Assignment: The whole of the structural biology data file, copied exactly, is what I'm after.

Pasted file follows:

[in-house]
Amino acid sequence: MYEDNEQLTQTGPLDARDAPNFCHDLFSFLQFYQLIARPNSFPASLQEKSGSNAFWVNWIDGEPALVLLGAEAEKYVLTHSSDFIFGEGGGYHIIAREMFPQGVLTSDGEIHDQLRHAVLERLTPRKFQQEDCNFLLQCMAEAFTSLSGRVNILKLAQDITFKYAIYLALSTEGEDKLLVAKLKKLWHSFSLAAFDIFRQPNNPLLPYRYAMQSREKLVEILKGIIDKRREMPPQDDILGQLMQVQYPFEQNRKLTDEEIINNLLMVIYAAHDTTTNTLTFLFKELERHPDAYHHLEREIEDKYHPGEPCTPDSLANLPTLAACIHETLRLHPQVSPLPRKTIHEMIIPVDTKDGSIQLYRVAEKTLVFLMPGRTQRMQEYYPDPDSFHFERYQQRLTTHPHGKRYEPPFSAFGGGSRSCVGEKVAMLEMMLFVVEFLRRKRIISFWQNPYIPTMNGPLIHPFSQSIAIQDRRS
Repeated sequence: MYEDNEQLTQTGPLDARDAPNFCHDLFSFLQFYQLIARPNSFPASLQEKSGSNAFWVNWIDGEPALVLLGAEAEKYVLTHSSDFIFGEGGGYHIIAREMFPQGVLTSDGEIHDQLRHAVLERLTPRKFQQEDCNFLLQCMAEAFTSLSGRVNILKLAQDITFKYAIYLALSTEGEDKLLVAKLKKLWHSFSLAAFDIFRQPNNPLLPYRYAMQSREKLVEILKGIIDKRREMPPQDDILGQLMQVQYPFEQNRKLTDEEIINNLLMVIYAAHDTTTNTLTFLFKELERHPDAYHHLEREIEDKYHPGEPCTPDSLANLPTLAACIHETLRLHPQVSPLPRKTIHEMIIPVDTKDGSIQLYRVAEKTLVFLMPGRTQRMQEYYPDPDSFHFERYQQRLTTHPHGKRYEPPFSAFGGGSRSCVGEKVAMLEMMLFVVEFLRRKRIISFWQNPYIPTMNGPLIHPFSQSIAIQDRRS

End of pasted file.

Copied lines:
[in-house]
Amino acid sequence: MYEDNEQLTQTGPLDARDAPNFCHDLFSFLQFYQLIARPNSFPASLQEKSGSNAFWVNWIDGEPALVLLGAEAEKYVLTHSSDFIFGEGGGYHIIAREMFPQGVLTSDGEIHDQLRHAVLERLTPRKFQQEDCNFLLQCMAEAFTSLSGRVNILKLAQDITFKYAIYLALSTEGEDKLLVAKLKKLWHSFSLAAFDIFRQPNNPLLPYRYAMQSREKLVEILKGIIDKRREMPPQDDILGQLMQVQYPFEQNRKLTDEEIINNLLMVIYAAHDTTTNTLTFLFKELERHPDAYHHLEREIEDKYHPGEPCTPDSLANLPTLAACIHETLRLHPQVSPLPRKTIHEMIIPVDTKDGSIQLYRVAEKTLVFLMPGRTQRMQEYYPDPDSFHFERYQQRLTTHPHGKRYEPPFSAFGGGSRSCVGEKVAMLEMMLFVVEFLRRKRIISFWQNPYIPTMNGPLIHPFSQSIAIQDRRS
Repeated sequence: MYEDNEQLTQTGPLDARDAPNFCHDLFSFLQFYQLIARPNSFPASLQEKSGSNAFWVNWIDGEPALVLLGAEAEKYVLTHSSDFIFGEGGGYHIIAREMFPQGVLTSDGEIHDQLRHAVLERLTPRKFQQEDCNFLLQCMAEAFTSLSGRVNILKLAQDITFKYAIYLALSTEGEDKLLVAKLKKLWHSFSLAAFDIFRQPNNPLLPYRYAMQSREKLVEILKGIIDKRREMPPQDDILGQLMQVQYPFEQNRKLTDEEIINNLLMVIYAAHDTTTNTLTFLFKELERHPDAYHHLEREIEDKYHPGEPCTPDSLANLPTLAACIHETLRLHPQVSPLPRKTIHEMIIPVDTKDGSIQLYRVAEKTLVFLMPGRTQRMQEYYPDPDSFHFERYQQRLTTHPHGKRYEPPFSAFGGGSRSCVGEKVAMLEMMLFVVEFLRRKRIISFWQNPYIPTMNGPLIHPFSQSIAIQDRRS